Wednesday, November 03, 2010
EU readies mixed message for Montenegro
The European Union is likely to grant Montenegro candidate status in November but defer opening entry talks with the ex-Yugoslav state as a result of corruption and slow democratic reform, an EU official revealed yesterday (27 October).
In May 2006 a referendum decided that the small Adriatic country would become independent from Serbia (55.5% voted for separation; 44.5% to remain with Serbia). The Montenegrin parliament formally declared Montenergo's independence the following month.
For a couple of years before the split, the EU tried unsuccessfully to discourage the separation of Montenegro from Serbia. Up to now, the prevalent opinion in Brussels has remained that the former Yugoslavia should not disintegrate any further.
One of the reasons for Montenegro's push for independence was that the small country, which has no big obstacles on its way to accession as Serbia has with Kosovo, would like to join the EU sooner.
The major ethnic groups in the country are Montenegrins (43%), Serbs (32%), Bosniaks (8%), Muslims (5%) and Albanians (3%).
On 8 October, Prime Minister of Montenegro Milo Djukanovic said his country expected to gain European Union candidate status in November and to start accession talks "soon".
The country is often cited as a haven for trafficking and money laundering.
The recommendation will come in annual progress reports, which the European Commission, the EU's executive arm, will publish on 9 November on all the Western Balkan countries, Turkey and Iceland.
The Commission is also expected to deny candidate status for now to Albania. The report will not change the status of Serbia, which will face Commission scrutiny over the next year after submitting its application less than a year ago.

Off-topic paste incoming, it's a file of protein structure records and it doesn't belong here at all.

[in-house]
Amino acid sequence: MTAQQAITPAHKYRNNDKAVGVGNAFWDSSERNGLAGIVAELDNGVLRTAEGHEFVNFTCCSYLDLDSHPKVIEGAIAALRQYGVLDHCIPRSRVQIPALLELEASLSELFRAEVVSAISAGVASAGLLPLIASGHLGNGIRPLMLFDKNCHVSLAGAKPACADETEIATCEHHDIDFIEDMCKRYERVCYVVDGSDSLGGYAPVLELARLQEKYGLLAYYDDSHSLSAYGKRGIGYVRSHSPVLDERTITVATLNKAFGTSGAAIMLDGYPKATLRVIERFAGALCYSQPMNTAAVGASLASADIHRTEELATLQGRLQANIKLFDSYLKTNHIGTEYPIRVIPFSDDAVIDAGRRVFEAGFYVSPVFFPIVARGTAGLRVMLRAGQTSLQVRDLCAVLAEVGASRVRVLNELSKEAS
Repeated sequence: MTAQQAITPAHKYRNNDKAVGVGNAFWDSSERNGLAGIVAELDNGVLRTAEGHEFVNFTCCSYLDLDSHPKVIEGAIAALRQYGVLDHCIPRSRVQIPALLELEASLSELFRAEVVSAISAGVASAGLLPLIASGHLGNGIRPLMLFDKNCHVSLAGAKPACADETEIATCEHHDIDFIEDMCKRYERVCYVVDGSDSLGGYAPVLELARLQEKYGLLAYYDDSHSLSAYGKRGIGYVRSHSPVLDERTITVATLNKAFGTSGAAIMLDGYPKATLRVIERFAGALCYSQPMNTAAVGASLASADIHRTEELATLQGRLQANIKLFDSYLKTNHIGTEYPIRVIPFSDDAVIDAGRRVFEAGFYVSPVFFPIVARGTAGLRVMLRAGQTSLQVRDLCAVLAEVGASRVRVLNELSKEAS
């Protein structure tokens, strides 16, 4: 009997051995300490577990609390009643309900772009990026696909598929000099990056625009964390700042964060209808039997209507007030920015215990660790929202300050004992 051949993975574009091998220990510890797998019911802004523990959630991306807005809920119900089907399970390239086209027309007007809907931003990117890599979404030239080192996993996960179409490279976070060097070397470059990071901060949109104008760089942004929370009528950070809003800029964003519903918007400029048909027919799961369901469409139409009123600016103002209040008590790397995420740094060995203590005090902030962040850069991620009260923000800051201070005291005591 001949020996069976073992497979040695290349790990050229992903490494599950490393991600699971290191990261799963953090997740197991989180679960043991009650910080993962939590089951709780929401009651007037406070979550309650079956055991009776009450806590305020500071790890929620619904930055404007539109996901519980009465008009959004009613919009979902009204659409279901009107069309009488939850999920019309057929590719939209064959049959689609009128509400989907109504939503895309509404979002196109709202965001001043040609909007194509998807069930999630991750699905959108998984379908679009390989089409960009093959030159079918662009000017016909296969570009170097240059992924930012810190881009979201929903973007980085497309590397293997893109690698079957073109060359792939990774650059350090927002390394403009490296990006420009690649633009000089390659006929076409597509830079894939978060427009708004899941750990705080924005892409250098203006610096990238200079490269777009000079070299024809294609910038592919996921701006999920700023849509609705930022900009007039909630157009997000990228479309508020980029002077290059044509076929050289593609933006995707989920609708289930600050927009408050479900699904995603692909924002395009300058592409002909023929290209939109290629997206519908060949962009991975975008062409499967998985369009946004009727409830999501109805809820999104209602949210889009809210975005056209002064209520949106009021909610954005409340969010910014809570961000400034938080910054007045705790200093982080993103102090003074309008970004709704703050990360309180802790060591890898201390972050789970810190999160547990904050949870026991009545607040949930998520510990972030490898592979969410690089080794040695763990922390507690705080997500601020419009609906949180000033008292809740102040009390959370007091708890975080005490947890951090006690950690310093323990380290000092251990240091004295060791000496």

"It's the most likely scenario," said the official. "It's too early for Albania. And Montenegro will likely get candidate status but is not ready to start talks [...] because of concerns over corruption."
Winning candidate status is the last step before a country aspiring to join the EU starts accession negotiations, a long process aiming to align its laws with EU rules and standards.
Hopefuls need to prove their economic reforms are well advanced on the path to becoming functioning market economies and demonstrate substantial efforts to overcome crime and introduce the rule of law.
Montenegro, with a population of 700,000, and Albania are both struggling with rampant corruption.
The EU, a 27-nation bloc of half of a billion people, is already holding membership talks with Croatia, Iceland and Turkey, while all the countries of the Western Balkans want to join one day.
Macedonia is also a candidate but a spat with EU member Greece over its name is blocking the start of talks.
(EurActiv with Reuters.)
Posted by Conference Organizer at 2:29 PM